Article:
ACES: Promoting empathy towards aphasia through language distortion emulation software

Joshua Hailpern, Marina Danilevsky, Andrew Harris, Karrie Karahalios, Gary Dell, Julie Hengst

Research output: Chapter in Book/Report/Conference proceedingConference contribution

Abstract

Individuals with aphasia, an acquired communication disorder, constantly struggle against a world that does not understand them. This lack of empathy and understanding negatively impacts their quality of life. While aphasic individuals may appear to have lost cognitive functioning, their impairment relates to receptive and expressive language, not to thinking processes. We introduce a novel system and model, Aphasia Characteristics Emulation Software (ACES), enabling users (e.g., caregivers, speech therapists and family) to experience, firsthand, the communication-distorting effects of aphasia. By allowing neurologically typical individuals to "walk in another's shoes," we aim to increase patience, awareness and understanding. ACES was grounded in the communication science and psychological literature, and informed by an initial pilot study. Results from an evaluation of 64 participants indicate that ACES provides a rich experience that increases understanding and empathy for aphasia.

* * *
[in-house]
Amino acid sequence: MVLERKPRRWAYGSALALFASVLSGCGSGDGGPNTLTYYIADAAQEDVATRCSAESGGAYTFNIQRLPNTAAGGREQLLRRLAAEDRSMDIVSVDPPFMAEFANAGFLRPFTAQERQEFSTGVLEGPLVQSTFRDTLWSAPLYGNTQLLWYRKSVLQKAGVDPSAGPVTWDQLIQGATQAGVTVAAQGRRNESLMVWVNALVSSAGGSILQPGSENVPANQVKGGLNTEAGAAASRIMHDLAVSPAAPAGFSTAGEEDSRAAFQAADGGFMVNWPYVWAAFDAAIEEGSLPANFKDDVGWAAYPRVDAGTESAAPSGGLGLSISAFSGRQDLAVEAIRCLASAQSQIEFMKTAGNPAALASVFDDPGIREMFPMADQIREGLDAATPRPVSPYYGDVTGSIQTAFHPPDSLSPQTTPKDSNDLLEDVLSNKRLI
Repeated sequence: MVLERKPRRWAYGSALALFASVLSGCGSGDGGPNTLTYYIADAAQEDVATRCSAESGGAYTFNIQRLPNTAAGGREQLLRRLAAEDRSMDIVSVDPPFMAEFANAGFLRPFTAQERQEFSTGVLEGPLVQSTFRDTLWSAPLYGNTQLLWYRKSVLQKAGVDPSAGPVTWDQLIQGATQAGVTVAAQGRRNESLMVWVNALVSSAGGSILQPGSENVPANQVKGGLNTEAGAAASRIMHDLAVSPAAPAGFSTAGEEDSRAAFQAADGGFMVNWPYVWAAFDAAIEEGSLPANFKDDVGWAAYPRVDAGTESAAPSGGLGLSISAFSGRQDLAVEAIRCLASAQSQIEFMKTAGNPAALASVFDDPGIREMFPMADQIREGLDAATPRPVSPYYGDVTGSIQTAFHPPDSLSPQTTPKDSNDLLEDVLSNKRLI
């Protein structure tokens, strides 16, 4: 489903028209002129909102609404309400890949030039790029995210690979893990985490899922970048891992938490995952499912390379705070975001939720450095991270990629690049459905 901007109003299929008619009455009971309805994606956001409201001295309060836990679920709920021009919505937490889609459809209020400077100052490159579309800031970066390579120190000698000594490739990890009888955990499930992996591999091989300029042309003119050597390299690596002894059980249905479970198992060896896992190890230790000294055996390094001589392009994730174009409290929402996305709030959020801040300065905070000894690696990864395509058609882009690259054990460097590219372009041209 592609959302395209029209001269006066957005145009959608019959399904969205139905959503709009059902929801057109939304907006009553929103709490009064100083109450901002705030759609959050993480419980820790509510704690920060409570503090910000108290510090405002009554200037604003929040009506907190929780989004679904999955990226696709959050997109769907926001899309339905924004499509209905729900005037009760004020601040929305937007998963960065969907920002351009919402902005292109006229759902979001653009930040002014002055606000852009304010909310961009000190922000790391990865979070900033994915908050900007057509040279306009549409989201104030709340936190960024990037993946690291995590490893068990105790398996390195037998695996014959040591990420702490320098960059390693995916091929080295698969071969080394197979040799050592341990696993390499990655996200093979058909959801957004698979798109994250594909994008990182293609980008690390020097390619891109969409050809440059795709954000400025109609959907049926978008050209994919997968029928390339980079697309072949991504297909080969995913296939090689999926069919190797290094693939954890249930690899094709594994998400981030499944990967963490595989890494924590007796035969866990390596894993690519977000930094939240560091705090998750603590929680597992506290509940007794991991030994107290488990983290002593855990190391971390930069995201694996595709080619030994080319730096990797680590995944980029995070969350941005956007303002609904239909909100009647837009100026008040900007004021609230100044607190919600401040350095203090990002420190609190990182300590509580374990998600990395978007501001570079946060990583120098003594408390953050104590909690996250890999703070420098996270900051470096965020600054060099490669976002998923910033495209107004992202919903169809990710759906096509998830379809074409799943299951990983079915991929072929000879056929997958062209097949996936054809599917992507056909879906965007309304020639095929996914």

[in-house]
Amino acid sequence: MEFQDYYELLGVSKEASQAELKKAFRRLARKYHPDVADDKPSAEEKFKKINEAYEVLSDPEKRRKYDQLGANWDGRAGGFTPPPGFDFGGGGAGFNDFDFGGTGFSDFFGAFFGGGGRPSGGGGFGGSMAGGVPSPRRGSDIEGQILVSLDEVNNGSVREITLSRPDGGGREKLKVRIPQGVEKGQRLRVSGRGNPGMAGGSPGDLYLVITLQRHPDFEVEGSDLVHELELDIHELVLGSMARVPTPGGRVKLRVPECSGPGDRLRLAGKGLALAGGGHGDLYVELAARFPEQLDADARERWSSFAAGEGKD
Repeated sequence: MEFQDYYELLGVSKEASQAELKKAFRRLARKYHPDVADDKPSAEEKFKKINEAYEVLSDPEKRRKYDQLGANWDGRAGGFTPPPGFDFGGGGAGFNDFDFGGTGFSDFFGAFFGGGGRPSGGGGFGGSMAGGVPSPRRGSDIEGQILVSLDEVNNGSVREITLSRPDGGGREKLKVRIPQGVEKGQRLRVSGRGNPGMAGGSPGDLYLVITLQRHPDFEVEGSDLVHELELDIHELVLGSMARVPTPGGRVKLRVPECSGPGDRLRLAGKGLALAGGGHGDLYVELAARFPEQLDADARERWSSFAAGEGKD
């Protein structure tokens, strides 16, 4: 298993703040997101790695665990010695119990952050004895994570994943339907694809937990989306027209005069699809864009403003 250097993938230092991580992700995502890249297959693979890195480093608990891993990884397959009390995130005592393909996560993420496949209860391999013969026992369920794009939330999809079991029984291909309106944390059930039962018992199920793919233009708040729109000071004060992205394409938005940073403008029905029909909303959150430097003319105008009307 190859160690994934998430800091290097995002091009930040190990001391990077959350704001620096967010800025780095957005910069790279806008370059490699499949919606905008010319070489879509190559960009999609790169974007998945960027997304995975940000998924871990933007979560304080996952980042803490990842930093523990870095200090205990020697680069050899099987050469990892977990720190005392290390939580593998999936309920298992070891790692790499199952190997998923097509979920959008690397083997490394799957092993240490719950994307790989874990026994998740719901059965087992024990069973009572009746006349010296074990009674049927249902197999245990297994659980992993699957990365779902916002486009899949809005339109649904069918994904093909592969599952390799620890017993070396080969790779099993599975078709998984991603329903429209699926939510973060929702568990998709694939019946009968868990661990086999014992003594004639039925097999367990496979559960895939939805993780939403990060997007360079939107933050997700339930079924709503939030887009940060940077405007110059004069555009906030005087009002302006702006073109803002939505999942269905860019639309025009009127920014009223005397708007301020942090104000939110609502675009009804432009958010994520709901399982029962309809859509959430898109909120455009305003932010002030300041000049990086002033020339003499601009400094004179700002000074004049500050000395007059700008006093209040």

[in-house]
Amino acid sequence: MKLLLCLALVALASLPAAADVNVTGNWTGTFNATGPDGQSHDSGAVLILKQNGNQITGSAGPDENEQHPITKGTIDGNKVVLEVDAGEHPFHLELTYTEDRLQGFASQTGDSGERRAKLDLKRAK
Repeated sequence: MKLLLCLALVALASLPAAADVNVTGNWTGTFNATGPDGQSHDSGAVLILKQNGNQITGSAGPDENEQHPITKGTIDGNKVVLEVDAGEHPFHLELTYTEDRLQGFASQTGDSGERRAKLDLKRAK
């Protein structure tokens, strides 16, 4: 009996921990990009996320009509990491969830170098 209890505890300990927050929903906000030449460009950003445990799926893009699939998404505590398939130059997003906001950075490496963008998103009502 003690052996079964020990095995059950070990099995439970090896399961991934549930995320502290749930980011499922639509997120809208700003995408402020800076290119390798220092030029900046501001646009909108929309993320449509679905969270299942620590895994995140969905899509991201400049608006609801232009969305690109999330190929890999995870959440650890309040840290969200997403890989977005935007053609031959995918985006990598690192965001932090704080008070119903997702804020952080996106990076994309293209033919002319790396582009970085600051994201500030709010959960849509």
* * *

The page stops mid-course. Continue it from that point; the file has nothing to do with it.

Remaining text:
Original languageEnglish (US)
Title of host publicationCHI 2011 - 29th Annual CHI Conference on Human Factors in Computing Systems, Conference Proceedings and Extended Abstracts
Pages609-618
Number of pages10
DOIs
StatePublished - 2011
Event29th Annual CHI Conference on Human Factors in Computing Systems, CHI 2011 - Vancouver, BC, Canada
Duration: May 7 2011May 12 2011

Publication series

NameConference on Human Factors in Computing Systems - Proceedings

Other

Other29th Annual CHI Conference on Human Factors in Computing Systems, CHI 2011
CountryCanada
CityVancouver, BC
Period5/7/115/12/11

Keywords

  • Aphasia
  • Assistive technology
  • Disabilities
  • Empathy
  • Emulation software
  • Language
  • Speech

ASJC Scopus subject areas

  • Software
  • Human-Computer Interaction
  • Computer Graphics and Computer-Aided Design

Fingerprint Dive into the research topics of 'ACES: Promoting empathy towards aphasia through language distortion emulation software'. Together they form a unique fingerprint.

  • Cite this

    Hailpern, J., Danilevsky, M., Harris, A., Karahalios, K., Dell, G., & Hengst, J. (2011). ACES: Promoting empathy towards aphasia through language distortion emulation software. In CHI 2011 - 29th Annual CHI Conference on Human Factors in Computing Systems, Conference Proceedings and Extended Abstracts (pp. 609-618). (Conference on Human Factors in Computing Systems - Proceedings). https://doi.org/10.1145/1978942.1979029